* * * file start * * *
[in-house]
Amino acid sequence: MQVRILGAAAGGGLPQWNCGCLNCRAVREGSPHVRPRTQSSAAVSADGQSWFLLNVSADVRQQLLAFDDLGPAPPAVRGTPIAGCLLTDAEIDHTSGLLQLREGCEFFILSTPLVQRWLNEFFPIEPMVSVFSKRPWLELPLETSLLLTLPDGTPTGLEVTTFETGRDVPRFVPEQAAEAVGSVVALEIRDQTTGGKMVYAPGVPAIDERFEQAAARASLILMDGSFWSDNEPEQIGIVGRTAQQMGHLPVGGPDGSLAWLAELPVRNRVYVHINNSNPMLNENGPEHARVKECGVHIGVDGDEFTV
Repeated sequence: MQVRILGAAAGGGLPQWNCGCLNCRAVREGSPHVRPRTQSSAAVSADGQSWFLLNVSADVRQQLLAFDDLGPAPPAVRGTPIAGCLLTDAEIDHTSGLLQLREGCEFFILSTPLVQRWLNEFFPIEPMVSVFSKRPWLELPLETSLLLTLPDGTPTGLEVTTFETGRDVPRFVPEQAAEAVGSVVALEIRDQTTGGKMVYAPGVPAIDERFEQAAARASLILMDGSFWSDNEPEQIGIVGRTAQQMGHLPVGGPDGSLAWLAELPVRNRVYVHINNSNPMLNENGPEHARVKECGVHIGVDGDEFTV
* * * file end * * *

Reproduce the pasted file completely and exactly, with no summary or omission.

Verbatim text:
[in-house]
Amino acid sequence: MQVRILGAAAGGGLPQWNCGCLNCRAVREGSPHVRPRTQSSAAVSADGQSWFLLNVSADVRQQLLAFDDLGPAPPAVRGTPIAGCLLTDAEIDHTSGLLQLREGCEFFILSTPLVQRWLNEFFPIEPMVSVFSKRPWLELPLETSLLLTLPDGTPTGLEVTTFETGRDVPRFVPEQAAEAVGSVVALEIRDQTTGGKMVYAPGVPAIDERFEQAAARASLILMDGSFWSDNEPEQIGIVGRTAQQMGHLPVGGPDGSLAWLAELPVRNRVYVHINNSNPMLNENGPEHARVKECGVHIGVDGDEFTV
Repeated sequence: MQVRILGAAAGGGLPQWNCGCLNCRAVREGSPHVRPRTQSSAAVSADGQSWFLLNVSADVRQQLLAFDDLGPAPPAVRGTPIAGCLLTDAEIDHTSGLLQLREGCEFFILSTPLVQRWLNEFFPIEPMVSVFSKRPWLELPLETSLLLTLPDGTPTGLEVTTFETGRDVPRFVPEQAAEAVGSVVALEIRDQTTGGKMVYAPGVPAIDERFEQAAARASLILMDGSFWSDNEPEQIGIVGRTAQQMGHLPVGGPDGSLAWLAELPVRNRVYVHINNSNPMLNENGPEHARVKECGVHIGVDGDEFTV